Bonus nuggets: San Diego quarterback Philip Rivers has thrown 10 interceptions this season as a result of an over- or underthrown pass, the most off-target interceptions in the NFL. Jacksonville’s inexperienced corners, Will Middleton and Ashton Youboty could benefit from that … Yates is the fifth quarterback in the last 25 years to take over a team on a winning streak of five games or more. Caleb Hanie lost for the Bears last year, Bill Musgrave lost for the Broncos in 1996, Jason Garrett won for Dallas in 1993 and Doug Flutie won for Chicago in 1986 … With a win Sunday against the Colts, Tom Brady would break a tie with Johnny Unitas and move into sole possession of sixth place on the all-time regular season wins list by a starting quarterback with 120.
I asked him what happened, so I will let him do the talking from here:
“I cracked the non-weight-bearing bone in my ankle. I was walking home with chicken wings and stepped off the edge of my walk and fell into the bushes on Friday and cracked my ankle. There was ice on the side. I didn’t drop the chicken wings though. And the guy that I was with had another batch. Instead of picking me up, he took my chicken wings in the house, then they came back to get me. I ate a couple of wings and put some ice on it.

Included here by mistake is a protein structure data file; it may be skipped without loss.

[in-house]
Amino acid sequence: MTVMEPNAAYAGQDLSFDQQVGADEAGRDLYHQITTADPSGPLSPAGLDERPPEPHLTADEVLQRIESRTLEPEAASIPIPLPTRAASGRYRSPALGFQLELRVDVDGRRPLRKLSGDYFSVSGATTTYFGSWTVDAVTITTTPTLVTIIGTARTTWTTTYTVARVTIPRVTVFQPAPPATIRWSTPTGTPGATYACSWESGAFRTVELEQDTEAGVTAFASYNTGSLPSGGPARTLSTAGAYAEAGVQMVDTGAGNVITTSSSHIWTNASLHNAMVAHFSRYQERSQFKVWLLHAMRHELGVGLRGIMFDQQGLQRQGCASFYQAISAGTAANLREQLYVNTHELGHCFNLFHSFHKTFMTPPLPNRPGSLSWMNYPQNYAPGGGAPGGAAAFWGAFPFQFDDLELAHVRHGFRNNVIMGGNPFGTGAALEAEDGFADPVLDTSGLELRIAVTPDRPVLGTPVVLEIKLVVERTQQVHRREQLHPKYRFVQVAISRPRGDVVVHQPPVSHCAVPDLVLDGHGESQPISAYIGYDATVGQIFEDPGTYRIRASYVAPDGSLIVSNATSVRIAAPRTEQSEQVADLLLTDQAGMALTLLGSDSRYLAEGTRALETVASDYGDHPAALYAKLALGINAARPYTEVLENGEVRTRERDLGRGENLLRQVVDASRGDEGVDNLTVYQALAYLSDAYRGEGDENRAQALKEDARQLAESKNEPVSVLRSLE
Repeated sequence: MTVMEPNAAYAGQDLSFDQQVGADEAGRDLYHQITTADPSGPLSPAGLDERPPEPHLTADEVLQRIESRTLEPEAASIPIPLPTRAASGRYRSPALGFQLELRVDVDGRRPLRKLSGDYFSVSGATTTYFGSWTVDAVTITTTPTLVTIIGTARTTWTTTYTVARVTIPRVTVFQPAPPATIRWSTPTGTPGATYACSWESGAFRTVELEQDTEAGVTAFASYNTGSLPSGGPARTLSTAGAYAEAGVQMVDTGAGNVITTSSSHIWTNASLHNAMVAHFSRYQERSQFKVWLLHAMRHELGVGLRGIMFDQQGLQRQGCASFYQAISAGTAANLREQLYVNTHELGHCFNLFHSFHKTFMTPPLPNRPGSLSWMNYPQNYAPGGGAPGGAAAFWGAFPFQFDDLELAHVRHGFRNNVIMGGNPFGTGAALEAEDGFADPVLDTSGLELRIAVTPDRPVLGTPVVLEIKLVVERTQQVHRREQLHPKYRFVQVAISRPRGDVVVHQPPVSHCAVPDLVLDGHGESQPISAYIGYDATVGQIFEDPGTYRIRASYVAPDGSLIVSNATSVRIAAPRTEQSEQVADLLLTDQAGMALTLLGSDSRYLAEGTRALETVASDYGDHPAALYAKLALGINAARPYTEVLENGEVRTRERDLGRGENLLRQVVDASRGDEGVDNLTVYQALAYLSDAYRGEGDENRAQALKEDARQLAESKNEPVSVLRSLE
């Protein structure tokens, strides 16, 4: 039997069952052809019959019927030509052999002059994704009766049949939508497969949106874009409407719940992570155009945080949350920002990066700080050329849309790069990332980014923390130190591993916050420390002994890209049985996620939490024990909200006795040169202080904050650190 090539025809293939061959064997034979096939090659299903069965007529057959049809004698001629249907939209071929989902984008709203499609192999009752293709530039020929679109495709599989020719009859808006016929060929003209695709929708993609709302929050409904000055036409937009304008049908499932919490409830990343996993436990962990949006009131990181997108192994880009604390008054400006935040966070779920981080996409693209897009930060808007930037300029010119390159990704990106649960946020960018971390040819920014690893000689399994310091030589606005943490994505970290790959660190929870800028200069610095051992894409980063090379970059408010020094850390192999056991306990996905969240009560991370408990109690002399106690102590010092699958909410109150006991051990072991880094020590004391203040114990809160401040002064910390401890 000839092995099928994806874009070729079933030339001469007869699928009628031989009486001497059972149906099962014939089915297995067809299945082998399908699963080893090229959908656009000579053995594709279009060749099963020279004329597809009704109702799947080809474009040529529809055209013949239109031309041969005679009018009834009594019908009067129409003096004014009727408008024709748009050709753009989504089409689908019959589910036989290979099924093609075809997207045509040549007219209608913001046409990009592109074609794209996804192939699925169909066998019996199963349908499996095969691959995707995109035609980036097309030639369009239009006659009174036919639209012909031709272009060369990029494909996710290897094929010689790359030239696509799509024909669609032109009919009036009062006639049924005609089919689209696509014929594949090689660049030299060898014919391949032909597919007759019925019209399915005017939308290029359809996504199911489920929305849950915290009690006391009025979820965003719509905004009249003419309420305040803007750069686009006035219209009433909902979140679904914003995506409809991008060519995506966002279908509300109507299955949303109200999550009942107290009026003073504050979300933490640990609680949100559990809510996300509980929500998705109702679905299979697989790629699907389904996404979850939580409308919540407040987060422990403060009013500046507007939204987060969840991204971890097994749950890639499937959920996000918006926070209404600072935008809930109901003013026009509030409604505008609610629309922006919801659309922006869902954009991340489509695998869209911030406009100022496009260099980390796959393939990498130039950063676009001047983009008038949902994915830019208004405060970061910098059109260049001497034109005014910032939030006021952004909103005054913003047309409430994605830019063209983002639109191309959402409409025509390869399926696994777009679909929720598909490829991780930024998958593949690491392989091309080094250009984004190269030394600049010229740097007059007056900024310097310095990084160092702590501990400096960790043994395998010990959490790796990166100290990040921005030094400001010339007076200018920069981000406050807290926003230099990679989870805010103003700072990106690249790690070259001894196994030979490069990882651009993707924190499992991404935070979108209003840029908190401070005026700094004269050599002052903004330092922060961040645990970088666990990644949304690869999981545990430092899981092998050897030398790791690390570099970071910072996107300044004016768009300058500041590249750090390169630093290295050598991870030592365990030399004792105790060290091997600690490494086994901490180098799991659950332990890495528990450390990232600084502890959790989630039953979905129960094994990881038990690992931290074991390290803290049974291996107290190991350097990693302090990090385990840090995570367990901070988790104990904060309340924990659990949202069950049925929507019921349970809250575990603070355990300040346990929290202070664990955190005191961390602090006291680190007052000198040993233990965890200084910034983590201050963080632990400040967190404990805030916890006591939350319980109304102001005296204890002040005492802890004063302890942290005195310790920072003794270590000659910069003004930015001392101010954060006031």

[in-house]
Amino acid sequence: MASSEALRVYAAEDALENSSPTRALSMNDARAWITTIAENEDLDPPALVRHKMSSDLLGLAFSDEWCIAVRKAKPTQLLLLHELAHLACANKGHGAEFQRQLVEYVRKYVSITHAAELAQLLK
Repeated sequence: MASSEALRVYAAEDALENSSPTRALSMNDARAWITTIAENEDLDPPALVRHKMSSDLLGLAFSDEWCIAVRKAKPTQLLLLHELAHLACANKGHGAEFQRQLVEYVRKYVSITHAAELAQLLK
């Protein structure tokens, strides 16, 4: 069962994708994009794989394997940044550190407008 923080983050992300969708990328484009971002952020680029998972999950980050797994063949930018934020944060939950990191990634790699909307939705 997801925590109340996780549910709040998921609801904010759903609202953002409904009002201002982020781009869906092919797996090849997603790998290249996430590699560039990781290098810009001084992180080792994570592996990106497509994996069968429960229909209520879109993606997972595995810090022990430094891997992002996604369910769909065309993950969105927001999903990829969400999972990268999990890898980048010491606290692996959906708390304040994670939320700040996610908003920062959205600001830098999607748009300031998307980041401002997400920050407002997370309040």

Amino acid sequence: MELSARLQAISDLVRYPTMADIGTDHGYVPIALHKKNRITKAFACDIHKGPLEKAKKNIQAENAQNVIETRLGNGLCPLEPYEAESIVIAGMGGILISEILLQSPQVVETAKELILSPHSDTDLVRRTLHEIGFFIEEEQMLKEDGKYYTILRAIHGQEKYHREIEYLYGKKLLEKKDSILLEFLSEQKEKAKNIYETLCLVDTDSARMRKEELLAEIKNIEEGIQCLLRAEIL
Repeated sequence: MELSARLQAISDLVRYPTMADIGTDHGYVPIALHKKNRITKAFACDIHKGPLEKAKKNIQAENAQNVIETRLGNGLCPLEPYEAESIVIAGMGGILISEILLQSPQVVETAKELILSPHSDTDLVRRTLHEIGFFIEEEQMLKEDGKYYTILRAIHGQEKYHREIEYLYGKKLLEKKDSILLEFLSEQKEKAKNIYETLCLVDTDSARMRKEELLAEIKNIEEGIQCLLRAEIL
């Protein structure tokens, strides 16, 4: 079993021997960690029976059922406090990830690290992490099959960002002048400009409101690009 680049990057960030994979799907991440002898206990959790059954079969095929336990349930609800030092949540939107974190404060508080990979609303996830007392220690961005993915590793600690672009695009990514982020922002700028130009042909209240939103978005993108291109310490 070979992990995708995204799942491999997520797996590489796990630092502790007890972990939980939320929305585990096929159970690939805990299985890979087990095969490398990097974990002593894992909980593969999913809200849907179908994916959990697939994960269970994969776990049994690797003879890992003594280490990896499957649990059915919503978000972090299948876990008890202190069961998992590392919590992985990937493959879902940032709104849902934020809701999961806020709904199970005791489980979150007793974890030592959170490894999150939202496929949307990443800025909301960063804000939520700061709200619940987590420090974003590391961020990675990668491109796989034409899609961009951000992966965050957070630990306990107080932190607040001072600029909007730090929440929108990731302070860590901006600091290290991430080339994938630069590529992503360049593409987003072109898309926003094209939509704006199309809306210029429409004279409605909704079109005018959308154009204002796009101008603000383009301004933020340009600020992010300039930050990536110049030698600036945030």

“The next day when I got up and had to crawl to the bathroom I said, ‘I think maybe I better go see the trainers.’ I’ve just got to wear a boot and I’m probable. As long as I can get my pants on, I’m OK.”Murphy said he already knows never to stand near a first-down marker, and that while the linebackers aren’t giving him any grief, he’s also not getting any sympathy.
“When they get hurt, you don’t ask them, you just expect them to go,” he said. “So they’re expecting me to do the same. I’ll be there. I won’t be moving fast though.”